Public Land Management Act (SNPLMA) boundary. The SNPLMA allows 
the BLM to sell land within this disposal boundary and use the 
sale proceeds to acquire lands elsewhere in Nevada that possess 
higher natural resource values. When Congress expanded the 
SNPLMA disposal boundary in 2002 (through PL 107-282), the 
Sloan Hills area was not included.
    The Sloan Hills area has an extensive mineral development 
history. Separate, but overlapping mining claims were filed on 
the site almost thirty years ago, with little development 
occurring until the early 1990s. The two mining claimants in 
the area subleased their claims to CEMEX (formerly Rinker 
Materials West, LLC) and Service Rock Products Corp. (Service 
Rock). CEMEX subsequently filed a mining plan of operations. 
When the BLM receives a plan of operations for materials that 
may be common variety minerals and the mining claims were 
located on or after July 23, 1955, mining operations may not 
begin until the bureau completes a ``common variety 
determination'' to determine whether the materials are 
locatable under the Mining Law of 1872 (43 CFR 3809.101).
    Since the two mining claims overlapped, the BLM completed a 
common variety determination in 2004 for both sets of claims. 
The BLM concluded that the claimed materials (limestone and 
dolomite) were not locatable under the Mining Law of 1872. As a 
result, the BLM contested the mining claims. The contests were 
eventually settled, resulting in the BLM agreeing to analyze 
two competitive mineral materials sales. The settlement 
agreements do not restrict the BLM's discretion in approving or 
denying the proposed sales and the sales must comply with all 
applicable statutes and regulations (43 CFR 3600).
    In 2007, the BLM initiated an EIS to analyze the impacts of 
the two proposed competitive mineral materials sales. If 
approved, the projects would consist of two open pit limestone 
quarries that would operate for approximately 20 to 30 years, 
eventually merging into one open pit. The Draft EIS is planned 
for release in the summer of 2010, at which time the BLM will 
solicit public comments on whether it should authorize the 
proposed sales. The Draft EIS will address potential impacts 
to: air quality, noise, water resources, and socio-economic 
conditions. The area surrounding Sloan Hills (located within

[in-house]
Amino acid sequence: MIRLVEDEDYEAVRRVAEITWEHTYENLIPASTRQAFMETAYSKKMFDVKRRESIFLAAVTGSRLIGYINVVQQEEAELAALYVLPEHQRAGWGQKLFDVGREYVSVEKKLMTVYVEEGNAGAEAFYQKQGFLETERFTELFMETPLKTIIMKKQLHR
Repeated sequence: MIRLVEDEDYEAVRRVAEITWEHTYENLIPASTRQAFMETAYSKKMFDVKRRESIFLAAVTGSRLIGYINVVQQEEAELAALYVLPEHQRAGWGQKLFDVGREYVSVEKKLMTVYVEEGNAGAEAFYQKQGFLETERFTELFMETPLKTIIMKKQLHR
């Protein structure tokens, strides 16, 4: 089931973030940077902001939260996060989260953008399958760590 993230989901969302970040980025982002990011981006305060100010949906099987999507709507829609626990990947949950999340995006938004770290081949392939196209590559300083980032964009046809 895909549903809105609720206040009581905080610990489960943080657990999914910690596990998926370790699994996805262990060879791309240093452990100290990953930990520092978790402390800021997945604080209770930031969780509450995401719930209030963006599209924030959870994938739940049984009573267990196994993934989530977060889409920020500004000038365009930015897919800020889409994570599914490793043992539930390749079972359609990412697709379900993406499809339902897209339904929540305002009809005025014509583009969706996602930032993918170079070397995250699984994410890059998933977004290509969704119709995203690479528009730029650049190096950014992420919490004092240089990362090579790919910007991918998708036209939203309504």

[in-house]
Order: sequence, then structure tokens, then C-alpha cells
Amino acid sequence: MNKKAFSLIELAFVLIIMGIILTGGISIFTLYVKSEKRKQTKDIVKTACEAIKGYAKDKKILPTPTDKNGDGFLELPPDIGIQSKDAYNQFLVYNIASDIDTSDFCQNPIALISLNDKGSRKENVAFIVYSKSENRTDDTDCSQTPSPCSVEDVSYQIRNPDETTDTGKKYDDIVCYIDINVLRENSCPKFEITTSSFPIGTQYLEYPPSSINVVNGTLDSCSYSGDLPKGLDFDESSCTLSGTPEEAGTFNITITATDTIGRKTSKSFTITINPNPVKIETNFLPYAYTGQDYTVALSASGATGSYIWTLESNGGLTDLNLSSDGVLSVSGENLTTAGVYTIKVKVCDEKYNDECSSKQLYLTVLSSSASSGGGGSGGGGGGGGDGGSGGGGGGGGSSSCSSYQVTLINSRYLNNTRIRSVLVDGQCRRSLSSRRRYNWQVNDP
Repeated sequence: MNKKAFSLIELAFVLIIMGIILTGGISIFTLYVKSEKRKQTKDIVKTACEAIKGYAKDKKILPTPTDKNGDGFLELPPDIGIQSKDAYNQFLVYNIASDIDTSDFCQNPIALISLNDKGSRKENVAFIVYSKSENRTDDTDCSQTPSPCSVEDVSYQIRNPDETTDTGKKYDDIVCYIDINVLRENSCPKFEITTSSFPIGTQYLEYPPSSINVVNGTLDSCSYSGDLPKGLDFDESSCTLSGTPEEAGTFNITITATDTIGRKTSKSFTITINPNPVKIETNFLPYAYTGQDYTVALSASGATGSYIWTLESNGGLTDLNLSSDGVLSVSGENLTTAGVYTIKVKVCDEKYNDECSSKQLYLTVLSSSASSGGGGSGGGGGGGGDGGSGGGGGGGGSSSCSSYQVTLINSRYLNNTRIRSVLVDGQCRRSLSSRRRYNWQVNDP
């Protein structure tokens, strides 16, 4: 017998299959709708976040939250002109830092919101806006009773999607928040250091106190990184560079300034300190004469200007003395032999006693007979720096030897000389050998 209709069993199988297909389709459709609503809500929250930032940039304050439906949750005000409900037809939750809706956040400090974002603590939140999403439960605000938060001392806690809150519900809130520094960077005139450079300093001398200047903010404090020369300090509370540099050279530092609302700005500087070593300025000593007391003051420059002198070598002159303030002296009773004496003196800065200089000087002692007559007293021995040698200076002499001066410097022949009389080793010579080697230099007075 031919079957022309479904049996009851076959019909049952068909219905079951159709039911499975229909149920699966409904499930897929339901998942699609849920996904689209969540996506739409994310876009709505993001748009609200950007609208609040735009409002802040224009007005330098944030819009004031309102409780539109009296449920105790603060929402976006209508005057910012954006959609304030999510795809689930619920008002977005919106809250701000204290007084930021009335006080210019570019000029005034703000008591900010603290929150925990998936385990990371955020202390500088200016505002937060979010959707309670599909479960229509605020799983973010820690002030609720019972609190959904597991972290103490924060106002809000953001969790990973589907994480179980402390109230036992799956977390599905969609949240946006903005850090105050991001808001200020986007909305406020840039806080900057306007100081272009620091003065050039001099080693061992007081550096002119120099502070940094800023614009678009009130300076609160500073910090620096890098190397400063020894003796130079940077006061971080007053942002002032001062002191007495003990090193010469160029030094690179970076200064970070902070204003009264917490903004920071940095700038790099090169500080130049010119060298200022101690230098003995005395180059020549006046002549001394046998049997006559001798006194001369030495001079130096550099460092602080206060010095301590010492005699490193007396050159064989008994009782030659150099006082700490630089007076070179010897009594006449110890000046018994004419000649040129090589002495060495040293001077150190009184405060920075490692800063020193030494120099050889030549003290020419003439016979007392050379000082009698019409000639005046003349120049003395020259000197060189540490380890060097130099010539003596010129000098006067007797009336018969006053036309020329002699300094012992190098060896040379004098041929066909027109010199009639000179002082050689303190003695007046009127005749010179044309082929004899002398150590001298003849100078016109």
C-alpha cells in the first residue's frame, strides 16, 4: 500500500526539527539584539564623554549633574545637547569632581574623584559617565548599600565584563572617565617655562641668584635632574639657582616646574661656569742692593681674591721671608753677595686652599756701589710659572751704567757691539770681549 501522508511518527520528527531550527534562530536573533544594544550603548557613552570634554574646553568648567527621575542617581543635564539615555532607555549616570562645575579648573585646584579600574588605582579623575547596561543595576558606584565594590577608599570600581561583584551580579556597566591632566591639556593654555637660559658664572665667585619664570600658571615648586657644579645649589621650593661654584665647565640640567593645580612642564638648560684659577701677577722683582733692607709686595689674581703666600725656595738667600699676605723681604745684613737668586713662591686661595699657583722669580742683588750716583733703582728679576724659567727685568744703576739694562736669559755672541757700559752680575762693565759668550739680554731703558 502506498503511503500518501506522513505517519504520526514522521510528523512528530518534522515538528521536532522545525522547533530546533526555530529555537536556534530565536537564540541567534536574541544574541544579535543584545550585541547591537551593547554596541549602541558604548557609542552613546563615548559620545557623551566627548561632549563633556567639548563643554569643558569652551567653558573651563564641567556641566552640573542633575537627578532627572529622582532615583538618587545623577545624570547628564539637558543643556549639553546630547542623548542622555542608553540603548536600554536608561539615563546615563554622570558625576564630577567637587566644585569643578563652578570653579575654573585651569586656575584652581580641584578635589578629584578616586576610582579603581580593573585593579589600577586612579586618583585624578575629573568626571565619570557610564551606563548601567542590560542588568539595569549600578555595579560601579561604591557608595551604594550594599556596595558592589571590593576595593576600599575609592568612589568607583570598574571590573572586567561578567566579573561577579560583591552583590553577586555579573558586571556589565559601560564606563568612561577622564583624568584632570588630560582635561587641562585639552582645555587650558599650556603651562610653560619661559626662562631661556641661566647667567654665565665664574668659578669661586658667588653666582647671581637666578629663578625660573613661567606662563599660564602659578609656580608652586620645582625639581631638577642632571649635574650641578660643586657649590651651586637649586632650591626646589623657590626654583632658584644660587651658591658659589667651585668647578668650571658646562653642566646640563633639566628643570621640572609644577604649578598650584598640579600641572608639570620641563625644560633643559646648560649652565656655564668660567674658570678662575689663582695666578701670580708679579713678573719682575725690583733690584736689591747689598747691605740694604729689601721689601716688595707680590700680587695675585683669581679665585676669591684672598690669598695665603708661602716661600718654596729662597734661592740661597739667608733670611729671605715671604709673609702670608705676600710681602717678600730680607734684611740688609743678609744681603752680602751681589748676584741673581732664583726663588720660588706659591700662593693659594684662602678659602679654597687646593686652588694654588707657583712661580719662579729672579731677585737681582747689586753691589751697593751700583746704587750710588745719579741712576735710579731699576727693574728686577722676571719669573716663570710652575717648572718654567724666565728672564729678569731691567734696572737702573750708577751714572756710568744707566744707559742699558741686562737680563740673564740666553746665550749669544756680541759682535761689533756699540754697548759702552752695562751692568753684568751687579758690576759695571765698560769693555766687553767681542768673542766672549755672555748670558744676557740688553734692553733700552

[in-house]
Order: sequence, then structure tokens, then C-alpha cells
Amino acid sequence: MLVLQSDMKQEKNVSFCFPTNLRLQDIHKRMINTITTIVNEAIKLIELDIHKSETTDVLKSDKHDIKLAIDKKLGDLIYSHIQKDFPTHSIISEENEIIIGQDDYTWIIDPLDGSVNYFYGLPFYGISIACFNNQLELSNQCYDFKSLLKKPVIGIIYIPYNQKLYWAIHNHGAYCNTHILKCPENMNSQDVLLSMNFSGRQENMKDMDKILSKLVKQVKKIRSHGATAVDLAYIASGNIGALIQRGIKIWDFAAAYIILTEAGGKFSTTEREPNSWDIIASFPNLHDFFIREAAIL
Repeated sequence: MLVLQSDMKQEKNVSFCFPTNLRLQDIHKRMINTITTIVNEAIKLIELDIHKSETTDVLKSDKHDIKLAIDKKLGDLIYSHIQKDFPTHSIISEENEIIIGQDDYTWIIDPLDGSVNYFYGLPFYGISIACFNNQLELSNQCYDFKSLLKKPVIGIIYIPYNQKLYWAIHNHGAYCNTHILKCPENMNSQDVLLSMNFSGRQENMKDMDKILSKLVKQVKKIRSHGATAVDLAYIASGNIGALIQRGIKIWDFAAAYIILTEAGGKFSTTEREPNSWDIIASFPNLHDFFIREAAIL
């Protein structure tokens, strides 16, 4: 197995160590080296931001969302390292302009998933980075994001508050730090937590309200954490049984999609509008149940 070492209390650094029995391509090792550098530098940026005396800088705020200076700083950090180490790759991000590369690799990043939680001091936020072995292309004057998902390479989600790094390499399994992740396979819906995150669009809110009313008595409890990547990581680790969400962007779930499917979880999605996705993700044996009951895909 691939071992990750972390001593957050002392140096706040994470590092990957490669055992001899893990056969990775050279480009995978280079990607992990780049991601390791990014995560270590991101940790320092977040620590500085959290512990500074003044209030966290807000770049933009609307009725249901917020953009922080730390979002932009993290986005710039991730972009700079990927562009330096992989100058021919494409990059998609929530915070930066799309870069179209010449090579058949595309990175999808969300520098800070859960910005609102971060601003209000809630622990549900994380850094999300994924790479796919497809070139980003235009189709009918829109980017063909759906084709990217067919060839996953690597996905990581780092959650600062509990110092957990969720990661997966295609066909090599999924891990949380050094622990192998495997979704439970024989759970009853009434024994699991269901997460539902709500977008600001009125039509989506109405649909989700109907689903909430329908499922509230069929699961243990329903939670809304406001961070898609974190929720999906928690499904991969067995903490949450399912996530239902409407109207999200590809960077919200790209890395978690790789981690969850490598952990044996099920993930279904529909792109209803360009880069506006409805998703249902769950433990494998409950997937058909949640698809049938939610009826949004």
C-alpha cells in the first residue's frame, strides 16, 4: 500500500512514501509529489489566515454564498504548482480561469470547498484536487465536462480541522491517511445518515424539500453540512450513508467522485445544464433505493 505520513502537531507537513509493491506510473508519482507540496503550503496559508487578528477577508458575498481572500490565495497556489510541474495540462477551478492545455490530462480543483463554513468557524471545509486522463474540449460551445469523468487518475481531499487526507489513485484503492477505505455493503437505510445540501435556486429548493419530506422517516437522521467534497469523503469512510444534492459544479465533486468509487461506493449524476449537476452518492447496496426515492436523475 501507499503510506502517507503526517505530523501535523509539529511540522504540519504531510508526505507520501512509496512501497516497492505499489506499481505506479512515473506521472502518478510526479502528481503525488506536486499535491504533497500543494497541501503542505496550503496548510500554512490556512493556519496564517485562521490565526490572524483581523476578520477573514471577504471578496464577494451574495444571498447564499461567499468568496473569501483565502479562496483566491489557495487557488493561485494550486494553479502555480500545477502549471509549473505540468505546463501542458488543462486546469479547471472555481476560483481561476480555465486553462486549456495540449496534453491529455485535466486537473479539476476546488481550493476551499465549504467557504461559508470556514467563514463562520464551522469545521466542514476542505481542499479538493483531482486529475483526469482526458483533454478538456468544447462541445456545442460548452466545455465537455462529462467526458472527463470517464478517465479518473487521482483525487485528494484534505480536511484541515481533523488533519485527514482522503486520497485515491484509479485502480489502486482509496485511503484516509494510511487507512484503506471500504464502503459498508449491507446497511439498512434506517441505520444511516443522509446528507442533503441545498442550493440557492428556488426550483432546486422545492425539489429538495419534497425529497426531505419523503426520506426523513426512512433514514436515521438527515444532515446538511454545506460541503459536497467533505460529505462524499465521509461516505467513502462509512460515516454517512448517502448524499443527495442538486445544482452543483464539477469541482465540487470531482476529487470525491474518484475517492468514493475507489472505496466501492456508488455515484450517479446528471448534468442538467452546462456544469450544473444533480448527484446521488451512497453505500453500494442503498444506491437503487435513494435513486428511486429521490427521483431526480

the SNPLMA disposal boundary) is likely to be developed for 
housing, commercial, and/or industrial uses during the lifetime 
of the potential sales contracts. During the Draft EIS scoping 
process, a number of Henderson, Nevada residents expressed 
their concerns with the proposed sales.


                                s. 3313


    S. 3313 would withdraw approximately 640 acres of BLM-
administered public land in Clark County, Nevada, from all 
forms of location, entry, and patent under the mining laws, and 
of disposition under all laws pertaining to mineral and 
geothermal leasing or mineral material sale subject to valid 
existing rights.
    A withdrawal from the mineral materials laws would prohibit 
the BLM from selling mineral materials in the Sloan Hills area, 
and would prohibit any future mineral use of the withdrawn 
lands, subject to valid existing rights.
    The BLM understands the concerns of Senator Reid, the 
Nevada Congressional delegation, Clark County and the City of 
Henderson regarding the proposed mineral materials sales and 
potential operations and associated air quality and noise 
impacts that would occur in close proximity to many 
neighborhoods. These and other issues will be considered in the 
Draft EIS. If this area is legislatively withdrawn, the BLM 
would recommend expanding the boundary to the entire 800 acres 
of BLM-administered public lands remaining within the Sloan 
Hills area that are excluded from the SNPLMA disposal boundary.


                               conclusion


    Thank you for the opportunity to testify. In accordance 
with the terms of the settlement agreement, the BLM is in the 
process of analyzing the proposed sales. Consequently, the BLM 
defers taking a position on the legislation at this time. The 
Bureau will continue to actively engage the public through an 
open and transparent EIS process to analyze the potential 
environmental impacts of the proposed mineral materials sales 
unless Congress chooses to legislate this withdrawal.

                        CHANGES IN EXISTING LAW

    In compliance with paragraph 12 of rule XXVI of the 
Standing Rules of the Senate, the Committee notes that no 
changes in existing law are made by S. 3313, as ordered 
reported.